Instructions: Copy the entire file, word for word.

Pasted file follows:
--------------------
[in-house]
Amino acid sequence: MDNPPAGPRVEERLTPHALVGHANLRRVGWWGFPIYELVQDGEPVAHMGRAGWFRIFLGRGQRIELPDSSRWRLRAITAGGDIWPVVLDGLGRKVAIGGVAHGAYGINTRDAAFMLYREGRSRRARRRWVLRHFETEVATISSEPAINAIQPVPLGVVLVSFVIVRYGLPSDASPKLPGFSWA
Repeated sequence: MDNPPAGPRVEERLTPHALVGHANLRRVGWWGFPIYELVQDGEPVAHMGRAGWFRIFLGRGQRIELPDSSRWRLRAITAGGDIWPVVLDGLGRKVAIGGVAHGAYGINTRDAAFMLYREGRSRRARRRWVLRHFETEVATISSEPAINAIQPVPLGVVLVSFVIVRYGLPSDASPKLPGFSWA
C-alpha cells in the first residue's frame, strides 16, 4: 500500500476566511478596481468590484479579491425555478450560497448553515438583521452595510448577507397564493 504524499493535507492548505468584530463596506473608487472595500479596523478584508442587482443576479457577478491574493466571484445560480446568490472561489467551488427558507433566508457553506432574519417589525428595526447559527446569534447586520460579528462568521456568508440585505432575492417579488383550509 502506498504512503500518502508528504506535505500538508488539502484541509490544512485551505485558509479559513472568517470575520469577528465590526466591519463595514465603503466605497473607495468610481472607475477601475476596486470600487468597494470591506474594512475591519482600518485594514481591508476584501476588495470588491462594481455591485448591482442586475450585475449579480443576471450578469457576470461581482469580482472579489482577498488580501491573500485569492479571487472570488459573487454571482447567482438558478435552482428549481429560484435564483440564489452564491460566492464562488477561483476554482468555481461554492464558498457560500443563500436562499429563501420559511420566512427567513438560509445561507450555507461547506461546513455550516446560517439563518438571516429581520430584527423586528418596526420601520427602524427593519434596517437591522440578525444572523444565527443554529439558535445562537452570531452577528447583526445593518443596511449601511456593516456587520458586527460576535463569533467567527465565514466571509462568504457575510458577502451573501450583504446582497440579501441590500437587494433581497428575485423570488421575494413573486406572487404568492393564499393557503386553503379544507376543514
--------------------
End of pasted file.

[in-house]
Amino acid sequence: MDNPPAGPRVEERLTPHALVGHANLRRVGWWGFPIYELVQDGEPVAHMGRAGWFRIFLGRGQRIELPDSSRWRLRAITAGGDIWPVVLDGLGRKVAIGGVAHGAYGINTRDAAFMLYREGRSRRARRRWVLRHFETEVATISSEPAINAIQPVPLGVVLVSFVIVRYGLPSDASPKLPGFSWA
Repeated sequence: MDNPPAGPRVEERLTPHALVGHANLRRVGWWGFPIYELVQDGEPVAHMGRAGWFRIFLGRGQRIELPDSSRWRLRAITAGGDIWPVVLDGLGRKVAIGGVAHGAYGINTRDAAFMLYREGRSRRARRRWVLRHFETEVATISSEPAINAIQPVPLGVVLVSFVIVRYGLPSDASPKLPGFSWA
C-alpha cells in the first residue's frame, strides 16, 4: 500500500476566511478596481468590484479579491425555478450560497448553515438583521452595510448577507397564493 504524499493535507492548505468584530463596506473608487472595500479596523478584508442587482443576479457577478491574493466571484445560480446568490472561489467551488427558507433566508457553506432574519417589525428595526447559527446569534447586520460579528462568521456568508440585505432575492417579488383550509 502506498504512503500518502508528504506535505500538508488539502484541509490544512485551505485558509479559513472568517470575520469577528465590526466591519463595514465603503466605497473607495468610481472607475477601475476596486470600487468597494470591506474594512475591519482600518485594514481591508476584501476588495470588491462594481455591485448591482442586475450585475449579480443576471450578469457576470461581482469580482472579489482577498488580501491573500485569492479571487472570488459573487454571482447567482438558478435552482428549481429560484435564483440564489452564491460566492464562488477561483476554482468555481461554492464558498457560500443563500436562499429563501420559511420566512427567513438560509445561507450555507461547506461546513455550516446560517439563518438571516429581520430584527423586528418596526420601520427602524427593519434596517437591522440578525444572523444565527443554529439558535445562537452570531452577528447583526445593518443596511449601511456593516456587520458586527460576535463569533467567527465565514466571509462568504457575510458577502451573501450583504446582497440579501441590500437587494433581497428575485423570488421575494413573486406572487404568492393564499393557503386553503379544507376543514